For the major banks, it’s all about Murray

The latest bank results are interesting, but the real story is around capital and the likely recommendations from the Financial System Inquiry.

There’s been a curious sense of irrelevancy about the latest round of big bank results as the sector awaits the looming final report of the Murray inquiry into the financial system.

Despite a generally clean set of results and strong capital positions, the major banks rightly suspect that the inquiry is out to get them.

The Westpac result that was released today was solid, with 7 per cent growth in net income translating into 8 per cent growth in cash earnings, helped by yet another big (23 per cent) decrease in charges for bad and doubtful debts.

Despite the focus on the heat within the housing market, there are no discernible signs of stress within the banks’ loan portfolios. In Westpac’s case, not only did impairment charges fall by almost $200 million but all the indicators of credit quality improved.

The majors know that the Murray inquiry is likely to recommend -- and the federal government is likely to accept -- that they should hold more high-quality capital and that the floor under their risk-weightings of housing loans is likely to be raised, requiring them to hold more capital.

They are moving pre-emptively, with their common equity tier one capital ratios edging up. Westpac’s actually edged down, slightly, as a result of last year’s special dividend and the acquisition of some of Lloyds’ Australian assets, but at 9 per cent it remains the most conservative among the majors.

The recognition that it will almost inevitably have to hold more capital than it might have felt necessary in the past appears to be reflected in a decision by Westpac to revise its preferred range for its common equity tier one capital position, from 8 to 8.5 per cent, to 8.75, and to 9.25 per cent.

ANZ’s Mike Smith triggered a minor controversy last week when he said borrowers would pay the price for additional capital requirements imposed in response to the Murray inquiry, even though it was a statement of the obvious. In reality, the pain is likely to be shared by customers and shareholders.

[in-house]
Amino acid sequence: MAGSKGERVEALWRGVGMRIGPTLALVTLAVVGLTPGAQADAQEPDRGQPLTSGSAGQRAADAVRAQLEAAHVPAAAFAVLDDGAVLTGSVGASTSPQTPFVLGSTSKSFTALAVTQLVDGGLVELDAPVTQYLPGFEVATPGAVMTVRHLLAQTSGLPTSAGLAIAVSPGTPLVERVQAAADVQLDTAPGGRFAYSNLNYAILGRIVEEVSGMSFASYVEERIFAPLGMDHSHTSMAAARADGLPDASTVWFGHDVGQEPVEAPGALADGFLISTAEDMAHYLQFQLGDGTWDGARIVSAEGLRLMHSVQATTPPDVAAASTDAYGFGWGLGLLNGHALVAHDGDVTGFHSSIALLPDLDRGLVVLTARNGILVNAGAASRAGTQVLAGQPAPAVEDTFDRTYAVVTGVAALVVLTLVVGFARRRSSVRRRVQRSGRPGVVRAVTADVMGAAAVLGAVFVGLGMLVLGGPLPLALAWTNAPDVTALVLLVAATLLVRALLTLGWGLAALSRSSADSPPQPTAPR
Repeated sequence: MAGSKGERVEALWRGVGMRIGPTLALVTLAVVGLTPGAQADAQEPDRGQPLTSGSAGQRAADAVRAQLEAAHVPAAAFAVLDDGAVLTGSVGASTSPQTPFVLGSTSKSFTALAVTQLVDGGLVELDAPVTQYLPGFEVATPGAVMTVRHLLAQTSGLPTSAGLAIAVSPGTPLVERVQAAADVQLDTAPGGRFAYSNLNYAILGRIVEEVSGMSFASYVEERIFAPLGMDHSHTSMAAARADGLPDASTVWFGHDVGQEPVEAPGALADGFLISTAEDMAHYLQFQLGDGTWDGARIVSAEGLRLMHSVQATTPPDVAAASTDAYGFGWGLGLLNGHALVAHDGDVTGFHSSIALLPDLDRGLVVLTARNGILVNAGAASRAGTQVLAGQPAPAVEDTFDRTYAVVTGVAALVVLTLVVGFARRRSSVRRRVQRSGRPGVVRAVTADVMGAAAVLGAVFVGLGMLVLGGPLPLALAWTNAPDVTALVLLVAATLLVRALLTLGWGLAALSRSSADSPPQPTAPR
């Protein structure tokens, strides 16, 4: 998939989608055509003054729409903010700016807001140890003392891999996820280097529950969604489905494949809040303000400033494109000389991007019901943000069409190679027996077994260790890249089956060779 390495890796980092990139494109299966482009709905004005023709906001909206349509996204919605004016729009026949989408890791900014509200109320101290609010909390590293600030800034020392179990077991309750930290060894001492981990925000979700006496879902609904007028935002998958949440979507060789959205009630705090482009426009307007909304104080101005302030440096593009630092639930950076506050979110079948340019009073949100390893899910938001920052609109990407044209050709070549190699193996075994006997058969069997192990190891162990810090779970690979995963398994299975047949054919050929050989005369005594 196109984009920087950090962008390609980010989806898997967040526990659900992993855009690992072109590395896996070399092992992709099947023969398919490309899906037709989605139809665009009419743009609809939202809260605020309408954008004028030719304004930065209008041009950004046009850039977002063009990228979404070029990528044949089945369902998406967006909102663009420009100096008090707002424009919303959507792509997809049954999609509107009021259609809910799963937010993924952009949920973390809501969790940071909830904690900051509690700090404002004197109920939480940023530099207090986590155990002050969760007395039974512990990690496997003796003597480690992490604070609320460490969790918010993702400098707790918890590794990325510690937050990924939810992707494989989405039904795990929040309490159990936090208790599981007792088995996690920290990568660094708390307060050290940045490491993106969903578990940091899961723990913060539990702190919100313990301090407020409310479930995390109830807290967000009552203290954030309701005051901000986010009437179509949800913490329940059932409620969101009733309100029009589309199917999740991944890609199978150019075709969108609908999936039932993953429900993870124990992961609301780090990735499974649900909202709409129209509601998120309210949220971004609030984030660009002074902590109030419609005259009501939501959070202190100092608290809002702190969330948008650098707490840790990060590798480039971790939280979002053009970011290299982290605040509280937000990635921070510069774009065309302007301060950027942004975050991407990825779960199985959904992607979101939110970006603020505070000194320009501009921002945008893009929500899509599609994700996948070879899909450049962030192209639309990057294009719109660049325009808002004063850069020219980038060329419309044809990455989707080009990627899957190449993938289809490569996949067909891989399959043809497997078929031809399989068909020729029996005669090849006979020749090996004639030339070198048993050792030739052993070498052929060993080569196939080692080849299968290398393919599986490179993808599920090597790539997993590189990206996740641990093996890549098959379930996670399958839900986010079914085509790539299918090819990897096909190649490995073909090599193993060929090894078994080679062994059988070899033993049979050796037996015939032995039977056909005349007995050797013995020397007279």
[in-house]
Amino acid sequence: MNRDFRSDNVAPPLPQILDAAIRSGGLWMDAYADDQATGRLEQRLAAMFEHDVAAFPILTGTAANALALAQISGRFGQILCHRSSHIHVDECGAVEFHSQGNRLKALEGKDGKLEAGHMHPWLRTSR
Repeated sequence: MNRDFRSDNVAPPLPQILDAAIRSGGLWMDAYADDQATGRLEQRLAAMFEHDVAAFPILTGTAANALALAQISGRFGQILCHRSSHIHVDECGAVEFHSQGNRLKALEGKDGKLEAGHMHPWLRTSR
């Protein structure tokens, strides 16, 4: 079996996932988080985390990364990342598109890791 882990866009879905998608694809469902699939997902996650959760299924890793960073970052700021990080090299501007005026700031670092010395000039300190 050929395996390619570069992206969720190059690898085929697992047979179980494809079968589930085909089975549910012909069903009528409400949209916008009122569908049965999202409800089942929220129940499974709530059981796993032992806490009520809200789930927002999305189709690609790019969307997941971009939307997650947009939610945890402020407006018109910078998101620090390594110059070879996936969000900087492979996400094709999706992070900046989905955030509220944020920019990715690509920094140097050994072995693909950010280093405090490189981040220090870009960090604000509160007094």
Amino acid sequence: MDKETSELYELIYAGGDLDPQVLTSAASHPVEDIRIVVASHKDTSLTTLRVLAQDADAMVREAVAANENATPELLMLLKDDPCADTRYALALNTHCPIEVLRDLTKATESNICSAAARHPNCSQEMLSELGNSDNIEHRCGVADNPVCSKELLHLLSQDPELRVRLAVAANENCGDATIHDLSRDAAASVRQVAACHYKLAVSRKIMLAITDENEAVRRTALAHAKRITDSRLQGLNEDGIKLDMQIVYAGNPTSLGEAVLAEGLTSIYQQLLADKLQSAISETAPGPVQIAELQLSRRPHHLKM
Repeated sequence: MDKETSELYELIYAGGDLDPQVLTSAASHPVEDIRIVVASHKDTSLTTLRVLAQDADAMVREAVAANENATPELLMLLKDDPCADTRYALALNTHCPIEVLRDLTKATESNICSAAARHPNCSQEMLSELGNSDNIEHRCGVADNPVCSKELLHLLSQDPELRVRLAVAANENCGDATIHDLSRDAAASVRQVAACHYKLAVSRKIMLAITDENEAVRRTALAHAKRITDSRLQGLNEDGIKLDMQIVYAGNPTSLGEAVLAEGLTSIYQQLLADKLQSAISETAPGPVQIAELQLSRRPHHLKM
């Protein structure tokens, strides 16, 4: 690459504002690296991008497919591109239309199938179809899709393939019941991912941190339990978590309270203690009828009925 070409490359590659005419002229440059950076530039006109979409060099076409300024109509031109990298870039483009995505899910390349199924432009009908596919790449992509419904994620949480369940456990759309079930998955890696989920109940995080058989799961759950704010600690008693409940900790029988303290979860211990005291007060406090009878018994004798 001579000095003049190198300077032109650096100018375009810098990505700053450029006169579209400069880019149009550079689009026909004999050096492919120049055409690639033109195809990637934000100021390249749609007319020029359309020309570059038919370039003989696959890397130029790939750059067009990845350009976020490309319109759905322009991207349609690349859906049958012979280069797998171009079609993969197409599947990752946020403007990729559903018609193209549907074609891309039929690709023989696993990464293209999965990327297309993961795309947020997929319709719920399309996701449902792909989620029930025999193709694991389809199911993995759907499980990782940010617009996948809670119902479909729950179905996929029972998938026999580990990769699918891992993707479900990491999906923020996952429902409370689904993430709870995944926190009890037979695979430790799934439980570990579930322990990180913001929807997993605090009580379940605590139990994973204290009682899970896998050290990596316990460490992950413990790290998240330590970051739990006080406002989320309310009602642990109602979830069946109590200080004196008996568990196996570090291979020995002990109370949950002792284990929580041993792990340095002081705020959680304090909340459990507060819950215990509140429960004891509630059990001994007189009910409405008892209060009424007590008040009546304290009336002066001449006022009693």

Westpac lifted its return on equity by 48 basis points to 16.4 per cent -- ANZ’s ROE was 15.4 per cent and NAB’s Australasian ROE (its overall performance is disfigured by its UK exposures) was more than 17 per cent -- which suggests there is some scope for shaving returns to shareholders while maintaining very attractive returns on shareholder capital.

The precise apportionment of the additional costs that might flow from the Murray inquiry will inevitably depend on the intensity of competition within the system.

The system is quite competitive, with net interest margins continuing to narrow. Westpac lost about 6 basis points of net interest margin over the year, following a similar loss of margin the previous year, as it grew at or above the growth in the system in most of the key market segments.

The one quibble analysts appear to have with the Westpac result, which was built on a very strong result from its Australian financial services business and a solid institutional bank result, was that its cost-to-income ratio rose because the rate of growth in its expenses was greater than the rate of growth in revenue in the second half. At 42 per cent, however, the ratio is the lowest in the sector.

Westpac has in many respects the simplest strategy of any of the majors, focusing intensely on the domestic banking and wealth management markets with a (not so straightforward) strategy of increasing the extent of cross-selling to its existing customer base.

The metrics on cross-selling and customer satisfaction within the result would suggest that Gail Kelly and her team are continuing to make progress on that front.

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